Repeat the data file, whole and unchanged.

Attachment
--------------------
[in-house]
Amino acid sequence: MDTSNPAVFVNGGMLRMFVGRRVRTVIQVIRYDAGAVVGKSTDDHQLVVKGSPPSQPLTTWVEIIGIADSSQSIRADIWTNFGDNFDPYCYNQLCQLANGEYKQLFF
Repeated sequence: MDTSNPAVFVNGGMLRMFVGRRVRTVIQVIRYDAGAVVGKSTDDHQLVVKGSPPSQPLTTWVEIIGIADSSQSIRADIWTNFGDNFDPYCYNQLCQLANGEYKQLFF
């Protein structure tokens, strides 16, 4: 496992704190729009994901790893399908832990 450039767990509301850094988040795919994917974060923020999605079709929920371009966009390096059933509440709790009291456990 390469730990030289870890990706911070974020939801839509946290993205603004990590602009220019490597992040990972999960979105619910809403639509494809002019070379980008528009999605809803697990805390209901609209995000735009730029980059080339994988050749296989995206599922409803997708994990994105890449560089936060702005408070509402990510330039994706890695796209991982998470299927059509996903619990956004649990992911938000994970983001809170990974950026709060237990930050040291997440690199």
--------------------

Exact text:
[in-house]
Amino acid sequence: MDTSNPAVFVNGGMLRMFVGRRVRTVIQVIRYDAGAVVGKSTDDHQLVVKGSPPSQPLTTWVEIIGIADSSQSIRADIWTNFGDNFDPYCYNQLCQLANGEYKQLFF
Repeated sequence: MDTSNPAVFVNGGMLRMFVGRRVRTVIQVIRYDAGAVVGKSTDDHQLVVKGSPPSQPLTTWVEIIGIADSSQSIRADIWTNFGDNFDPYCYNQLCQLANGEYKQLFF
């Protein structure tokens, strides 16, 4: 496992704190729009994901790893399908832990 450039767990509301850094988040795919994917974060923020999605079709929920371009966009390096059933509440709790009291456990 390469730990030289870890990706911070974020939801839509946290993205603004990590602009220019490597992040990972999960979105619910809403639509494809002019070379980008528009999605809803697990805390209901609209995000735009730029980059080339994988050749296989995206599922409803997708994990994105890449560089936060702005408070509402990510330039994706890695796209991982998470299927059509996903619990956004649990992911938000994970983001809170990974950026709060237990930050040291997440690199």